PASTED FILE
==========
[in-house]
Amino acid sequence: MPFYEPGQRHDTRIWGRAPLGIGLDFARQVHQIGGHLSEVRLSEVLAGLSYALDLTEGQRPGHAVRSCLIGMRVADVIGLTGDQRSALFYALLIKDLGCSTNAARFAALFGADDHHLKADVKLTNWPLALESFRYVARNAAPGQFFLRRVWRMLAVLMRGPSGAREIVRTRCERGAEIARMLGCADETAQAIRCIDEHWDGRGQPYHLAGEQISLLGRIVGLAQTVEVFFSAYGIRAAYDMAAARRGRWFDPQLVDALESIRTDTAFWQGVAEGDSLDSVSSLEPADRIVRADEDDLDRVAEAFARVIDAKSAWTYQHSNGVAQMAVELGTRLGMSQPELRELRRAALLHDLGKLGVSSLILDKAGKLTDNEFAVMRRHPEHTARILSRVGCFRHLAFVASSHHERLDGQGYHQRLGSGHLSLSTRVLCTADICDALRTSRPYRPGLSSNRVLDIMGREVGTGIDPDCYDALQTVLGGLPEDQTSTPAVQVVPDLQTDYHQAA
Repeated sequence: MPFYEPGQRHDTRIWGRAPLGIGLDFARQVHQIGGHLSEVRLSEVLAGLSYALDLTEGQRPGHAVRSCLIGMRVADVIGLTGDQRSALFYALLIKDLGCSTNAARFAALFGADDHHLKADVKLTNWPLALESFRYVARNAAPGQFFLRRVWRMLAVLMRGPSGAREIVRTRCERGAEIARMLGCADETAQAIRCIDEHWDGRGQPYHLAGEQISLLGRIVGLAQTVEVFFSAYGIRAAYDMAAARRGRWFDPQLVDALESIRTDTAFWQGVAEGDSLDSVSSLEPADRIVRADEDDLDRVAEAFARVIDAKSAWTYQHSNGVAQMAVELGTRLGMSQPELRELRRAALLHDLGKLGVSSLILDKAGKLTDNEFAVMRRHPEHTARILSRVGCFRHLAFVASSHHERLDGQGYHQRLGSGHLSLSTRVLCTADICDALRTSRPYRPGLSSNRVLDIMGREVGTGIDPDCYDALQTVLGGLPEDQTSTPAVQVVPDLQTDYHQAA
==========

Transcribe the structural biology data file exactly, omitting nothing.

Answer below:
[in-house]
Amino acid sequence: MPFYEPGQRHDTRIWGRAPLGIGLDFARQVHQIGGHLSEVRLSEVLAGLSYALDLTEGQRPGHAVRSCLIGMRVADVIGLTGDQRSALFYALLIKDLGCSTNAARFAALFGADDHHLKADVKLTNWPLALESFRYVARNAAPGQFFLRRVWRMLAVLMRGPSGAREIVRTRCERGAEIARMLGCADETAQAIRCIDEHWDGRGQPYHLAGEQISLLGRIVGLAQTVEVFFSAYGIRAAYDMAAARRGRWFDPQLVDALESIRTDTAFWQGVAEGDSLDSVSSLEPADRIVRADEDDLDRVAEAFARVIDAKSAWTYQHSNGVAQMAVELGTRLGMSQPELRELRRAALLHDLGKLGVSSLILDKAGKLTDNEFAVMRRHPEHTARILSRVGCFRHLAFVASSHHERLDGQGYHQRLGSGHLSLSTRVLCTADICDALRTSRPYRPGLSSNRVLDIMGREVGTGIDPDCYDALQTVLGGLPEDQTSTPAVQVVPDLQTDYHQAA
Repeated sequence: MPFYEPGQRHDTRIWGRAPLGIGLDFARQVHQIGGHLSEVRLSEVLAGLSYALDLTEGQRPGHAVRSCLIGMRVADVIGLTGDQRSALFYALLIKDLGCSTNAARFAALFGADDHHLKADVKLTNWPLALESFRYVARNAAPGQFFLRRVWRMLAVLMRGPSGAREIVRTRCERGAEIARMLGCADETAQAIRCIDEHWDGRGQPYHLAGEQISLLGRIVGLAQTVEVFFSAYGIRAAYDMAAARRGRWFDPQLVDALESIRTDTAFWQGVAEGDSLDSVSSLEPADRIVRADEDDLDRVAEAFARVIDAKSAWTYQHSNGVAQMAVELGTRLGMSQPELRELRRAALLHDLGKLGVSSLILDKAGKLTDNEFAVMRRHPEHTARILSRVGCFRHLAFVASSHHERLDGQGYHQRLGSGHLSLSTRVLCTADICDALRTSRPYRPGLSSNRVLDIMGREVGTGIDPDCYDALQTVLGGLPEDQTSTPAVQVVPDLQTDYHQAA